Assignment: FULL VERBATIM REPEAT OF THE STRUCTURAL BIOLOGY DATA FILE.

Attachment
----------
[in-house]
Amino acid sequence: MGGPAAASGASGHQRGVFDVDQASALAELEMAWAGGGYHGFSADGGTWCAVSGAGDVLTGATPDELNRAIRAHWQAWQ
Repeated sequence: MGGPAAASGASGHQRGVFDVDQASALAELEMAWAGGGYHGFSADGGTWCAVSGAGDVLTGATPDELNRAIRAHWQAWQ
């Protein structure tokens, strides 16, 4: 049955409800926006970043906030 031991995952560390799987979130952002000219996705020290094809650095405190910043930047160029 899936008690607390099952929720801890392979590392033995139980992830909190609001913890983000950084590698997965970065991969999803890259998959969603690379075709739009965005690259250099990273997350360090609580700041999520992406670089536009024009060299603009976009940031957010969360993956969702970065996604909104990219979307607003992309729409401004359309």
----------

[in-house]
Amino acid sequence: MGGPAAASGASGHQRGVFDVDQASALAELEMAWAGGGYHGFSADGGTWCAVSGAGDVLTGATPDELNRAIRAHWQAWQ
Repeated sequence: MGGPAAASGASGHQRGVFDVDQASALAELEMAWAGGGYHGFSADGGTWCAVSGAGDVLTGATPDELNRAIRAHWQAWQ
């Protein structure tokens, strides 16, 4: 049955409800926006970043906030 031991995952560390799987979130952002000219996705020290094809650095405190910043930047160029 899936008690607390099952929720801890392979590392033995139980992830909190609001913890983000950084590698997965970065991969999803890259998959969603690379075709739009965005690259250099990273997350360090609580700041999520992406670089536009024009060299603009976009940031957010969360993956969702970065996604909104990219979307607003992309729409401004359309």